The Zim Application Model

We describe the Zim application model by first describing its characteristics from a user's point of view. Then we look at the architectural and implementation characteristics of the model. The objective is not to come up with a formal definition of the model. Instead, we need a broad understanding of the model so that we can then proceed to how this model is used by DC in generating applications and how it is used within the Application Framework.

User Perspective

With the application model, Zim applications are organized into windows. The "main" application window is the first window that appears and it normally stays open for the duration of the application. From the main application window, the user can launch or open other windows. From those windows, more windows can be opened, and so on.

In some applications, when a window is opened, the user is forced to interact only with that window. These windows are called modal windows. In other applications, the user can interact with any open window. These windows are called non-modal. In general, applications contain a mixture of modal and non-modal windows.

When non-modal windows are employed, the user is in much greater control of the application. He/she decides the window with which to interact at any time. By contrast, where only modal windows are used, the application decides where the user can interact. For this reason, applications with non-modal windows are often said to have event driven interfaces. When modal windows are used, the application interface is application driven.

For readers already experienced in writing Zim programs, Appendix B provides a number of examples that compare and contrast older programming styles with newer event driven styles.

Implementation and Architecture Perspective

Event Driven

To support applications with the above characteristics, the Zim application model organizes applications as follows:

This architecture is diagrammed below and enables "event driven" interfaces. User interface events are received in a single location (the program that contains the event loop) and are dispatched to the appropriate program that manages the window for which the event is directed. Where a user interface is to be modal, the window would be declared as modal. This ensures that the user is prevented from interacting with any other window. In designing the associated window management program, there are two choices. The program could contain its own event loop or it could be organized like any other window management program.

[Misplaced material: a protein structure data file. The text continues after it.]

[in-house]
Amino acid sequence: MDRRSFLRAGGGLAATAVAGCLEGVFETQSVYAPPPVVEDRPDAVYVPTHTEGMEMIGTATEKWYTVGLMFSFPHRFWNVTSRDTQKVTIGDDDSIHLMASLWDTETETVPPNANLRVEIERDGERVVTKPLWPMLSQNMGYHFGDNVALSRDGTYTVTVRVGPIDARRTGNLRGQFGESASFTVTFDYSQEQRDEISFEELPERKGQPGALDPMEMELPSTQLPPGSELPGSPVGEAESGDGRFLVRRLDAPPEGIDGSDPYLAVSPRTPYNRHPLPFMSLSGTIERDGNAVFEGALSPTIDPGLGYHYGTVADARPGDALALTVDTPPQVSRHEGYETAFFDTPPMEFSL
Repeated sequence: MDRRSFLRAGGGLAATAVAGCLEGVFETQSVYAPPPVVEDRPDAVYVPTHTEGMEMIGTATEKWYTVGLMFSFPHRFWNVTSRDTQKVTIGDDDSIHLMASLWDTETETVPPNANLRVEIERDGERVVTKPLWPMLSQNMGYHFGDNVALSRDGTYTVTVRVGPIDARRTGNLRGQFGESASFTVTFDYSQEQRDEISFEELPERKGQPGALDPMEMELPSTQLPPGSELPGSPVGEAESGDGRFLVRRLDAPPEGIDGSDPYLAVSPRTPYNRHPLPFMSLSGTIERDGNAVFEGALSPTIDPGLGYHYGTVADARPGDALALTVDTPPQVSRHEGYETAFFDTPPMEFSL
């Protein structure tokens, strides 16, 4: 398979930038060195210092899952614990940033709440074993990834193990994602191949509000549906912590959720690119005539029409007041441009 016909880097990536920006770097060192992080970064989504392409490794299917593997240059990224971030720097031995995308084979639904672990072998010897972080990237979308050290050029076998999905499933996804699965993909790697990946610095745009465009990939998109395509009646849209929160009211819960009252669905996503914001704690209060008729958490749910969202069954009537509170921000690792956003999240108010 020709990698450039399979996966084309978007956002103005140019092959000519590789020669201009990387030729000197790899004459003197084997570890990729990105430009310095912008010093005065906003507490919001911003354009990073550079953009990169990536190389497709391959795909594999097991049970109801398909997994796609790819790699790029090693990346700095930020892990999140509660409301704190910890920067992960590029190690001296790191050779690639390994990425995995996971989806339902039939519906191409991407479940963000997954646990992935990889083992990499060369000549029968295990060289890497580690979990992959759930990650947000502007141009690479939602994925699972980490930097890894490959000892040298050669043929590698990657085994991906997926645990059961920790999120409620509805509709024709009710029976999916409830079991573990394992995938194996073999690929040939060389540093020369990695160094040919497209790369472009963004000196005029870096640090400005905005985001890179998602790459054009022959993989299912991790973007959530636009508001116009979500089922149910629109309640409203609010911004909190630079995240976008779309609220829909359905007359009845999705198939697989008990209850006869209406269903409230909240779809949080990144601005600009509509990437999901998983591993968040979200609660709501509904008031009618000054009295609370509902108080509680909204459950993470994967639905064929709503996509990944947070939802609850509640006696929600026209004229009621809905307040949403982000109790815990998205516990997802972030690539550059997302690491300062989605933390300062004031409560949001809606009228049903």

Separation of User Interface and Database Processing

Many windows are designed to view and/or update data in the database. In this case, the program associated with the window should be designed to deal primarily with user interface issues. A second program should be created that handles the actual database interactions. This second program could also include specific validation and referential integrity processing.

This division between user interface processing and database processing is very important. It makes it much easier to make changes to the user interface while retaining the same database processing code, which, after all, should be independent of the user interface. Furthermore, the database program can be tested independently from the user interface to ensure that it meets all data integrity and correctness rules.

The overall architecture of the application model is illustrated below.

 

Note: The Example Application distributed with Zim is a good example of an application that is built using this model. In fact, the Example Application was built using the Application Design features of the Development Center.